Millennials are experts at ignoring what they don’t care about – regardless of ad blockers.
“Millennials don’t necessarily follow the rules of marketing,” said Kathryn Minshew, CEO and founder of millennial-centric career and job site The Muse, speaking at eMarketer’s Attention event in New York City on Tuesday. “They don’t look where you want them to look and they won’t necessarily play the game.”
It’s a game in which the rules used to be fairly straightforward: If consumers want something for free, say a piece of content or access to a social network, they have to pay with their attention, or at least a little bit of their time. It’s meant to be a value exchange – or that’s the theory, at least.
But “this straightforward exchange of ads for some valuable content often has an obligatory feel to it,” said Matthew Crawford, a research fellow at the University of Virginia and author of the recently published book, “The World Beyond Your Head: On Becoming an Individual in an Age of Distraction.”
“The whole premise behind the idea of an exchange is a contract you enter into freely with plenty of alternatives to do otherwise – and feeling that there’s an obligatory character to it is what I think makes people irritated,” Crawford said.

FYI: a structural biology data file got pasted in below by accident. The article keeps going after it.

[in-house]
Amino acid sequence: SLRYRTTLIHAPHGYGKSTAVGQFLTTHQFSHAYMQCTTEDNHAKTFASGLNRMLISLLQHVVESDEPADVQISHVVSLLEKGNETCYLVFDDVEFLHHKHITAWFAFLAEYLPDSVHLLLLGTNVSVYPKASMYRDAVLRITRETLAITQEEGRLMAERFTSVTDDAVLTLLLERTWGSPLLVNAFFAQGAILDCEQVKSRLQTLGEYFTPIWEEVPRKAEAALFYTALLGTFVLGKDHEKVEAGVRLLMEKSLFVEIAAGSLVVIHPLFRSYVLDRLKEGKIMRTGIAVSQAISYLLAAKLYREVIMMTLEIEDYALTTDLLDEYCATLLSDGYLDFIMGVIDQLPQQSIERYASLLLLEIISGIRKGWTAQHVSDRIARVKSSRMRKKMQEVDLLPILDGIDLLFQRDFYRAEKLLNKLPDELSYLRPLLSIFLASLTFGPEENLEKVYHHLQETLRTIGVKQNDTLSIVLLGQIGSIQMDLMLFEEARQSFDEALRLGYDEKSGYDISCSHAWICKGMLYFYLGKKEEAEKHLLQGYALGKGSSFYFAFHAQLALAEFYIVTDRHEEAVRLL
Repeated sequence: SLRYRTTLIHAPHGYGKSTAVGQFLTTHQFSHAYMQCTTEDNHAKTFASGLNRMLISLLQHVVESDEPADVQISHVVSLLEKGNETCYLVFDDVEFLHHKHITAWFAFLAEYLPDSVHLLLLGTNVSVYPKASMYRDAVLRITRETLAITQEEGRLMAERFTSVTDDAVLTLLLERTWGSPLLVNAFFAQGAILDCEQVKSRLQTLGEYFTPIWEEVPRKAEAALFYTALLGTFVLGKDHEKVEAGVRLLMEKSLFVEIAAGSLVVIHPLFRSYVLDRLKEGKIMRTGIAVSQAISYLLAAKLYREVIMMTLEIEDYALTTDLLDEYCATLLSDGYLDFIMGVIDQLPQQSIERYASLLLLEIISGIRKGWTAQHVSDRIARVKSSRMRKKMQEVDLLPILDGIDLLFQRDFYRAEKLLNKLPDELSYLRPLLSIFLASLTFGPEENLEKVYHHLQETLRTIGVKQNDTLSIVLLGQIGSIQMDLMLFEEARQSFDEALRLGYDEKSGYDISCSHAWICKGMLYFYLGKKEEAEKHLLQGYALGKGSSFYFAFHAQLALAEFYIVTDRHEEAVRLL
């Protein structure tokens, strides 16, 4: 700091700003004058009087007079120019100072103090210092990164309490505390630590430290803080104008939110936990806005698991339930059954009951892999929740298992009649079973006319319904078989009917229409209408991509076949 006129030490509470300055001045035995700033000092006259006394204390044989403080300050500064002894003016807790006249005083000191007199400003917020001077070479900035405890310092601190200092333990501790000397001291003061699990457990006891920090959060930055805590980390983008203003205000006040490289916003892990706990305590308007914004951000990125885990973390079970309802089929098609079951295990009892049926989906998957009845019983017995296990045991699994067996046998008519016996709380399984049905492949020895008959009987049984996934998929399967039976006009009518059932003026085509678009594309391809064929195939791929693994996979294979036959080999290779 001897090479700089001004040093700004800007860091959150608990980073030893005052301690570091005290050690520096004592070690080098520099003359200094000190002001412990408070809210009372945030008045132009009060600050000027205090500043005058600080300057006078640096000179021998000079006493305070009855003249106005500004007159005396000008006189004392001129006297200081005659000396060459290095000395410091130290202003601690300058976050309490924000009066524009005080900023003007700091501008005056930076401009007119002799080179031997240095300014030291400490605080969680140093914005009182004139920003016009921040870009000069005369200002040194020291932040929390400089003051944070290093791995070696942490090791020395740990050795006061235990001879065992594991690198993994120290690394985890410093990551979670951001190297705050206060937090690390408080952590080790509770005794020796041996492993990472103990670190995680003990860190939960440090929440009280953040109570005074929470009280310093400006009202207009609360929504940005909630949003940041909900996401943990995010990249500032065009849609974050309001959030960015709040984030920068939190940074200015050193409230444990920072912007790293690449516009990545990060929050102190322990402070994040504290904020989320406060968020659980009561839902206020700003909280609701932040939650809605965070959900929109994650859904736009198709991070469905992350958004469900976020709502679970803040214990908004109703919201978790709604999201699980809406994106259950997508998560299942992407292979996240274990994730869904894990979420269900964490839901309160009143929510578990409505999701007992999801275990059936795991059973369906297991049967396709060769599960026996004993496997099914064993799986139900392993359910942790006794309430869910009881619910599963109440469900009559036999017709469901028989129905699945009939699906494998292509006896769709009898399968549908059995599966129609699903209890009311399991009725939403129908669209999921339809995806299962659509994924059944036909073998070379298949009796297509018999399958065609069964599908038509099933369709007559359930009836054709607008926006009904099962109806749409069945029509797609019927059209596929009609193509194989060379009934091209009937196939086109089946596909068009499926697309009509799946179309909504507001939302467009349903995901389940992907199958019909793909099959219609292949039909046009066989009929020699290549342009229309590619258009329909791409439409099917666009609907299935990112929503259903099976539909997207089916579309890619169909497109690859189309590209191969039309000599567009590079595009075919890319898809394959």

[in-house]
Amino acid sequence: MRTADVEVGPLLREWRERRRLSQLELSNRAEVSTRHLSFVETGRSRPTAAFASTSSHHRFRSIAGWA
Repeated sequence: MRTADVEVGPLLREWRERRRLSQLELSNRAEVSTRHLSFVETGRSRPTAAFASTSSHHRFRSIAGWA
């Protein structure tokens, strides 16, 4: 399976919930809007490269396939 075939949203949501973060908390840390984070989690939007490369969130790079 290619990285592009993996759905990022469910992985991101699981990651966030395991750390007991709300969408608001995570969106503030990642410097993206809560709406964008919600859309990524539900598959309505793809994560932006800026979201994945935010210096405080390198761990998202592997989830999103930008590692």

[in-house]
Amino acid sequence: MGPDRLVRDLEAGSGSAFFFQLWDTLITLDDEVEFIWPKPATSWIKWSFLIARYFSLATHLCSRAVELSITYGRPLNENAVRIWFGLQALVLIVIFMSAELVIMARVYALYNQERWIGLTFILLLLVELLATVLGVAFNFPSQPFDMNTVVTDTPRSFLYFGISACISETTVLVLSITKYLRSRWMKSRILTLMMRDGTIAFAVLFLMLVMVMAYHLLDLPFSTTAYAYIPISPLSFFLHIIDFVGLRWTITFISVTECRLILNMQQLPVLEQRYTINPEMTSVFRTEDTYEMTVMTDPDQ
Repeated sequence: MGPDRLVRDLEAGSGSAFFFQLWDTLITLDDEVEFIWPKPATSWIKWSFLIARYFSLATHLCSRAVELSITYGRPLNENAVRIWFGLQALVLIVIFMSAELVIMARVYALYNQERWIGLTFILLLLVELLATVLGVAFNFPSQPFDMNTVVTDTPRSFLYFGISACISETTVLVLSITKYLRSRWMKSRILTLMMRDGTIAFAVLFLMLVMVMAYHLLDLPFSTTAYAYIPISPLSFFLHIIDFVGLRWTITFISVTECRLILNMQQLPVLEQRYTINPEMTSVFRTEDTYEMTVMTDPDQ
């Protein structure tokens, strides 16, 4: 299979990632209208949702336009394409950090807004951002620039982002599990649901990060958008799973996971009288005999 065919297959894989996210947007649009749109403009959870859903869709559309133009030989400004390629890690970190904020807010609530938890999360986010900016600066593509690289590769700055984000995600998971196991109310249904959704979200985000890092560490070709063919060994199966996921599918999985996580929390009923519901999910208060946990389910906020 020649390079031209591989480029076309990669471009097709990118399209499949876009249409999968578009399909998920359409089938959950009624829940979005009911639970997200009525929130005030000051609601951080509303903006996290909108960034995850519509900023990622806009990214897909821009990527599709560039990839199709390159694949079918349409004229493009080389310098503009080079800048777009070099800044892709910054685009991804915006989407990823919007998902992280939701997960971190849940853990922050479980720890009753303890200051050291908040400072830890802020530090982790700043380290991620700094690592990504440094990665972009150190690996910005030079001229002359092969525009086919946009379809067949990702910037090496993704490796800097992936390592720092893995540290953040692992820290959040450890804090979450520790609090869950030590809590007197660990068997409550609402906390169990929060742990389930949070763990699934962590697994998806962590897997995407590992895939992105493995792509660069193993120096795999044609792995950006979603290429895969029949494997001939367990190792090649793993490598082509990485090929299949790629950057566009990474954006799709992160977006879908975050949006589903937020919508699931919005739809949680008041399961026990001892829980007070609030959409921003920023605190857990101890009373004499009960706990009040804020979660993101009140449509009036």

In other words, consumers, especially millennials, choose to engage in ad avoidance, a behavior that leads to out-and-out ad blocking.
However, “intrusive advertising is just the tip of a much larger cultural iceberg,” Crawford said. “We’re living through a crisis of attention and, it’s fair to say, a widespread sense of mental fragmentation. Often it feels that our attention isn’t ours to direct as we will.”
The logical next step from burnout is tune-out.
“It’s clear to me why consumers are tuning out and taking control,” said Collective CEO Joe Apprendi. “I completely understand why millennials are walking around with their earbuds and their eyes on their phones … [and] if we don’t swiftly modernize our communication tactics and leverage our creativity, these millennials will soon be redefined as unreachables.”
To that end, a number of brands are starting to experiment with what Rob Fishman, co-founder of Niche, called “advertising that doesn’t look like content, but that is, in fact content.” [Twitter acquired Niche, a startup that connects social creators with advertisers, in February.]
For instance, when Hewlett-Packard used Niche to promote its convertible laptop/tablet last August, it worked with creators to develop a series of six-second Vines, later recasting the content as a national TV commercial.
“The challenge and the opportunity of short form platforms is that you can’t just run an ad before them – with a six-second Vine, you can’t show a 15-second pre-roll,” Fishman said. “Advertisers have to actually come up with something new.”
It’s a valid point in a world inhabited by this recent statistic from Strata: 41.3% of people in the US skip ads before they even know who the advertiser is.